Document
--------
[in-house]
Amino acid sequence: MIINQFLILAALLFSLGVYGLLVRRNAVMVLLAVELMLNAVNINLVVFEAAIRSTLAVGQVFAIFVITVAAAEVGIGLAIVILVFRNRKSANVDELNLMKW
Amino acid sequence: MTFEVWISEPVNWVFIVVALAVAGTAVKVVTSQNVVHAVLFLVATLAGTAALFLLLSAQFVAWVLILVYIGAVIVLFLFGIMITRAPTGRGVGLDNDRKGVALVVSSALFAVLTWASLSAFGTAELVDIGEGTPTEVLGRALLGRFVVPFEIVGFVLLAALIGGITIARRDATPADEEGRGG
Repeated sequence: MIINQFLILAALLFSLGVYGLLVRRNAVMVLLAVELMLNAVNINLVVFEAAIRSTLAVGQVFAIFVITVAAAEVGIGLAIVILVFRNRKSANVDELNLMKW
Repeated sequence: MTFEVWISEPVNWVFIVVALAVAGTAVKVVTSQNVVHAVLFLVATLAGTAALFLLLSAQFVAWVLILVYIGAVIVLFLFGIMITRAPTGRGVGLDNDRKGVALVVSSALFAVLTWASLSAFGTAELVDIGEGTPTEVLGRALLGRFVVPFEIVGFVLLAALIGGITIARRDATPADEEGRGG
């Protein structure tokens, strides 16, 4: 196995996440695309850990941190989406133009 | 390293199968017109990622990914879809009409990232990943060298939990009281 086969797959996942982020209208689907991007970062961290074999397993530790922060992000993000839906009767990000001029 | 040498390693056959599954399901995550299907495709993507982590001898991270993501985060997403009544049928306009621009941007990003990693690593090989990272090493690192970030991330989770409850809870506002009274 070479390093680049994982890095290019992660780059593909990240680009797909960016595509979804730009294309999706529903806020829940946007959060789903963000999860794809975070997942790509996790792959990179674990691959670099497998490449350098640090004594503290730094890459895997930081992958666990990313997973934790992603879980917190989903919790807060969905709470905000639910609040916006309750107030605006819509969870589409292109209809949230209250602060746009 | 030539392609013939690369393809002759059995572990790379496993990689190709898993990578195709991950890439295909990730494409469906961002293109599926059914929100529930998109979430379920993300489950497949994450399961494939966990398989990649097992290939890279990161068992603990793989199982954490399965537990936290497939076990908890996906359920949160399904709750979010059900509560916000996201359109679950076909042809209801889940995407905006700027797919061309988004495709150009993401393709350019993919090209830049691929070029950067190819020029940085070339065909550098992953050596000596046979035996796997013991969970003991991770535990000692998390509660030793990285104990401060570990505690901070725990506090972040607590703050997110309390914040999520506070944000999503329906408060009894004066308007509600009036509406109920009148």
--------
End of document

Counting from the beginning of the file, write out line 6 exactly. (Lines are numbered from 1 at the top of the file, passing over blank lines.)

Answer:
């Protein structure tokens, strides 16, 4: 196995996440695309850990941190989406133009 | 390293199968017109990622990914879809009409990232990943060298939990009281 086969797959996942982020209208689907991007970062961290074999397993530790922060992000993000839906009767990000001029 | 040498390693056959599954399901995550299907495709993507982590001898991270993501985060997403009544049928306009621009941007990003990693690593090989990272090493690192970030991330989770409850809870506002009274 070479390093680049994982890095290019992660780059593909990240680009797909960016595509979804730009294309999706529903806020829940946007959060789903963000999860794809975070997942790509996790792959990179674990691959670099497998490449350098640090004594503290730094890459895997930081992958666990990313997973934790992603879980917190989903919790807060969905709470905000639910609040916006309750107030605006819509969870589409292109209809949230209250602060746009 | 030539392609013939690369393809002759059995572990790379496993990689190709898993990578195709991950890439295909990730494409469906961002293109599926059914929100529930998109979430379920993300489950497949994450399961494939966990398989990649097992290939890279990161068992603990793989199982954490399965537990936290497939076990908890996906359920949160399904709750979010059900509560916000996201359109679950076909042809209801889940995407905006700027797919061309988004495709150009993401393709350019993919090209830049691929070029950067190819020029940085070339065909550098992953050596000596046979035996796997013991969970003991991770535990000692998390509660030793990285104990401060570990505690901070725990506090972040607590703050997110309390914040999520506070944000999503329906408060009894004066308007509600009036509406109920009148």